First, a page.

Beaver pitching comes around

On Sports

CORVALLIS - College baseball often is riveting and unpredictable. The only guarantee, most days, is that it will be a long day. Three-plus-hour games are not uncommon.

And everything is reason for a conference. You've got coaches talking to base runners and hitters, coaches talking to pitchers, coaches talking to umpires, teammates talking to teammates and the usual assortment of timeouts, deep counts and slow play.

You can blame metal bats for a lot of this. Inside fastballs that would shatter wooden bats turn into base hits off unbreakable metal bats.

Games often run long because pitchers, partly fearing the power of the metal bat, go for the corners of the strike zone and miss - which leads to a lot of walks and often leads to a lot of runs.

Successful college pitchers mix their respect for hitters and their metal sticks with enough confidence to stay ahead in the count and mount a challenge of their own. They have to push their fears aside.

Because, as Oregon State coach Pat Casey says, 'The thing about sports is, if you have a particular fear, that fear will always hunt you down.'

Will it ever. But to survive the worst fear is to get stronger. And that's what the young OSU pitching staff is doing. After squeezing past Arizona - a team Casey says 'has the best pitching staff in the country' - 3-2 Sunday, the Beavers have won four of their last six Pac-10 games.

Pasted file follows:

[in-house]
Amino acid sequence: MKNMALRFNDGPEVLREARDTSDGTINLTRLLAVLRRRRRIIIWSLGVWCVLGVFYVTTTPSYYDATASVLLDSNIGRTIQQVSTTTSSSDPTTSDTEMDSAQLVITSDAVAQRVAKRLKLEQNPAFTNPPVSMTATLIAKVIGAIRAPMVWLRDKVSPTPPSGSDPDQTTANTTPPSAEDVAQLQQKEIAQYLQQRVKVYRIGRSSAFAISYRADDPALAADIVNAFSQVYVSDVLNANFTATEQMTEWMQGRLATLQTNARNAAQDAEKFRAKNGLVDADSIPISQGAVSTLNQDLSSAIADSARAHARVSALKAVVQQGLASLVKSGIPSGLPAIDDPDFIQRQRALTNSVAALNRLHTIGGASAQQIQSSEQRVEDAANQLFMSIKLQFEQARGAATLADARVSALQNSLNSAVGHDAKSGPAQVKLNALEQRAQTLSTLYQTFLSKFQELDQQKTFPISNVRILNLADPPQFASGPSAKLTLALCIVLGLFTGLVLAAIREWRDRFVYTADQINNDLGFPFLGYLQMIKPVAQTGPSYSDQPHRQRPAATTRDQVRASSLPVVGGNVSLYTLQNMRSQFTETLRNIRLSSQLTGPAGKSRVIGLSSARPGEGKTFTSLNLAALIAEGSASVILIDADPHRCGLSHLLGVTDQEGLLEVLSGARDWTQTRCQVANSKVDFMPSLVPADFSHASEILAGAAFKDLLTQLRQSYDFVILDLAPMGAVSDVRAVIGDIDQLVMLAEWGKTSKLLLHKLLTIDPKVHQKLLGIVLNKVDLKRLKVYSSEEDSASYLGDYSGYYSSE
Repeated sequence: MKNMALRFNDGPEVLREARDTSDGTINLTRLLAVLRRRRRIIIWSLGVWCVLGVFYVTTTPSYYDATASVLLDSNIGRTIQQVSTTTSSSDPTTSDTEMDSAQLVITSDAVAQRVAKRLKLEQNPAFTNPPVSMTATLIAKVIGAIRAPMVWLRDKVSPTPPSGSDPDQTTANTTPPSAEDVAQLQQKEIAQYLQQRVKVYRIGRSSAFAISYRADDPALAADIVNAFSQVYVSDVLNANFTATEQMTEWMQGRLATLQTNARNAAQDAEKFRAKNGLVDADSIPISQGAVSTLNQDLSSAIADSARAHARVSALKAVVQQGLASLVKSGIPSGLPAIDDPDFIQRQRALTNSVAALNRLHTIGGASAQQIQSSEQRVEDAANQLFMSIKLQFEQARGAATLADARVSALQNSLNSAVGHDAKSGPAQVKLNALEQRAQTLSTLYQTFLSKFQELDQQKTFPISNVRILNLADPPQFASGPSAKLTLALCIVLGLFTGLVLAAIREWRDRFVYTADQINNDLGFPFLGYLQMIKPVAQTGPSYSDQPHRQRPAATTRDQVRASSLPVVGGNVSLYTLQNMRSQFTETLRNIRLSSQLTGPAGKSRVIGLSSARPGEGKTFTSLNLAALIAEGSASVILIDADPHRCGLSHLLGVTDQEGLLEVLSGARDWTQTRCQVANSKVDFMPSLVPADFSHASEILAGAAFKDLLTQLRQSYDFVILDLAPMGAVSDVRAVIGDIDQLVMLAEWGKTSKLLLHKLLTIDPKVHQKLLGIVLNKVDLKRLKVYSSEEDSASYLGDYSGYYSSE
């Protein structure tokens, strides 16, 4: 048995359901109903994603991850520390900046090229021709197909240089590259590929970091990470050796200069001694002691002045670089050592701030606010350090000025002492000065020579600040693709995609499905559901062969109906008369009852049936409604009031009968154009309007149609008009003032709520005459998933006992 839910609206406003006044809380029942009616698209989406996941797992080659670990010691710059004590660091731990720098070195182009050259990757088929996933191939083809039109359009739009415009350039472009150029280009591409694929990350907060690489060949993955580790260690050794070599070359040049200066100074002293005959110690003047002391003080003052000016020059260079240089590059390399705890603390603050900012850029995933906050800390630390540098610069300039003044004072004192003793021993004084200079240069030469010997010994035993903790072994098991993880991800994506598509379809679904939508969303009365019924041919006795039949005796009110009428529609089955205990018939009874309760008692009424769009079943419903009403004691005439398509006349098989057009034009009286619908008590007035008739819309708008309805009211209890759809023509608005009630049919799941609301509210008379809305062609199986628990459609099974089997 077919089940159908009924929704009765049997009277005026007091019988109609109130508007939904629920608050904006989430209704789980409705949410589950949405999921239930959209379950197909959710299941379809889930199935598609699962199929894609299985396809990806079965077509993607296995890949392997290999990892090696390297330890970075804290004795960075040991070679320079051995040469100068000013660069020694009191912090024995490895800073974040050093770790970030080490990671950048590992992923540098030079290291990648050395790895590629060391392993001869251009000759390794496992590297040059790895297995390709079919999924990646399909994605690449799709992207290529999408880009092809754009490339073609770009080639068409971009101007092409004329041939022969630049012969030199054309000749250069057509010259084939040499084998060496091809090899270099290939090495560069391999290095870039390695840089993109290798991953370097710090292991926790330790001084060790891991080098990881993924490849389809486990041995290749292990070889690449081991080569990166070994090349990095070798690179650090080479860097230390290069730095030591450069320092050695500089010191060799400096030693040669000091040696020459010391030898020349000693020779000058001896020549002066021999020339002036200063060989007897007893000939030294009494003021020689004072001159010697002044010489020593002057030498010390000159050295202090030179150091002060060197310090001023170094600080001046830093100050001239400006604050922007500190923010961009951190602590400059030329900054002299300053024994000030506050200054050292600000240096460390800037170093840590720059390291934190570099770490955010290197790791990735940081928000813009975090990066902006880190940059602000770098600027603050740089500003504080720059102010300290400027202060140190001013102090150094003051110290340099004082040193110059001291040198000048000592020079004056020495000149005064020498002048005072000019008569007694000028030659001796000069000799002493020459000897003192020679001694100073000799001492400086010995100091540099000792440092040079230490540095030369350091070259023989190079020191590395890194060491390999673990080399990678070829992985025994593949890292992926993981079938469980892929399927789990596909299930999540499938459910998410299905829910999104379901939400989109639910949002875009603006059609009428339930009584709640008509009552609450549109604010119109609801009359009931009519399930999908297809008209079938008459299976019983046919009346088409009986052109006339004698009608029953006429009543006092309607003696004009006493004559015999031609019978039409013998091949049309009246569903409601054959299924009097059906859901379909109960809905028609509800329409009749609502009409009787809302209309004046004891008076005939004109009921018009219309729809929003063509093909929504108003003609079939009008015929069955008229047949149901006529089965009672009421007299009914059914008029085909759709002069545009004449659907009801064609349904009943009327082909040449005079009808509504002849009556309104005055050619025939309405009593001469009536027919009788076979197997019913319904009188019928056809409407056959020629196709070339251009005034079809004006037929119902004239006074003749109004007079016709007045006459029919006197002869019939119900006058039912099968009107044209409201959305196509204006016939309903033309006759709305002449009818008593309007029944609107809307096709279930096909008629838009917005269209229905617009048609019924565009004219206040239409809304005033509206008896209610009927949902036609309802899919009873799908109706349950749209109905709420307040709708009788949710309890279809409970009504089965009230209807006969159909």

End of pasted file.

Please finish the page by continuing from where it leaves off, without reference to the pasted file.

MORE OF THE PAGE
Jorge Reyes, who came into the game with a 7.75 ERA and a lot of trips to the coach's doghouse for his inability to throw the ball where he'd like it to go, did a terrific job of holding the Wildcats in check for eight innings, allowing one earned run.

In the ninth, freshman closer Kevin Rhoderick, surely one of the most talented relievers in the country, pitched himself in and out of trouble to earn a heart-pounding save.

Rhoderick has a crackling fastball that reaches somewhere around 95 mph and a slider that some major league pitchers would die for. But he had control issues for the second game in a row.

'I think he probably hasn't pitched enough lately,' Casey says. 'He can be sharper. But still, he's a freshman against a very good team, in front of a lot of people. It's a tough situation.'

For his part, Rhoderick wanted no part of any excuses after loading the bases in the ninth on a hit and two walks.

'Nobody's fault but mine,' he says.

But every pitcher fears most the moments when wildness takes over and the ball just won't go where it's directed. When the bases get loaded, the fear is frighteningly close to taking command. Somehow, though, Rhoderick found a way out of the mess and ended the game with a strikeout.

And on this day - made shorter than usual because of the lack of walks - Casey could smile as he related his philosophy about fear in sports. It was a smile of complete relief.

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